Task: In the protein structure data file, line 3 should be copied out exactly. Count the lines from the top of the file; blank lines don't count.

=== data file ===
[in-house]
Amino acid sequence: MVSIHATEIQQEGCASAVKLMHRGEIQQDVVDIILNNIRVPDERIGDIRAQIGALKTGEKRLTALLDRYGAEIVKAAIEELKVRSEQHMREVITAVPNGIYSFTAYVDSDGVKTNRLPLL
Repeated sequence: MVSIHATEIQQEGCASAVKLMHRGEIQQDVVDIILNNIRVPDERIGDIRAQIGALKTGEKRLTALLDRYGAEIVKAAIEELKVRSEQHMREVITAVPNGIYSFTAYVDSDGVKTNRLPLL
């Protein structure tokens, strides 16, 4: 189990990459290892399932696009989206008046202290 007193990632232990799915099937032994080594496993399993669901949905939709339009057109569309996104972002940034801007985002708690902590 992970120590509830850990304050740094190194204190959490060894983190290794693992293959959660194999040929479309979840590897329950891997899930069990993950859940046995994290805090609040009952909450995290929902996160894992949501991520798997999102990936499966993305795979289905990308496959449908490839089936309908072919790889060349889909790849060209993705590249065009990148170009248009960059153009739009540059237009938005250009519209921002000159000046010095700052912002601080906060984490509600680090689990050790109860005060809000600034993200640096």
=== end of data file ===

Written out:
Repeated sequence: MVSIHATEIQQEGCASAVKLMHRGEIQQDVVDIILNNIRVPDERIGDIRAQIGALKTGEKRLTALLDRYGAEIVKAAIEELKVRSEQHMREVITAVPNGIYSFTAYVDSDGVKTNRLPLL